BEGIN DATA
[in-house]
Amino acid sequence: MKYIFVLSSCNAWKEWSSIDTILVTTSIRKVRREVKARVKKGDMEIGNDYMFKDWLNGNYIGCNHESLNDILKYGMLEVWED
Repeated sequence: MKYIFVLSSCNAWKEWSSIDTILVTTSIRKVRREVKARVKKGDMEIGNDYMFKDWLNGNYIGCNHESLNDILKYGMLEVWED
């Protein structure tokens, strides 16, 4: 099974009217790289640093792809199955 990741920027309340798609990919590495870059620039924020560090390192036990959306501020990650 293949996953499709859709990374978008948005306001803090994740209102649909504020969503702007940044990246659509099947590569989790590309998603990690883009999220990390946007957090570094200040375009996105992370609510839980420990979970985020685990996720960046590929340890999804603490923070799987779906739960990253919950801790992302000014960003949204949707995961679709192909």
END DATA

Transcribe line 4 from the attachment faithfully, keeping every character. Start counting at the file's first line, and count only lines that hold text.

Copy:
């Protein structure tokens, strides 16, 4: 099974009217790289640093792809199955 990741920027309340798609990919590495870059620039924020560090390192036990959306501020990650 293949996953499709859709990374978008948005306001803090994740209102649909504020969503702007940044990246659509099947590569989790590309998603990690883009999220990390946007957090570094200040375009996105992370609510839980420990979970985020685990996720960046590929340890999804603490923070799987779906739960990253919950801790992302000014960003949204949707995961679709192909």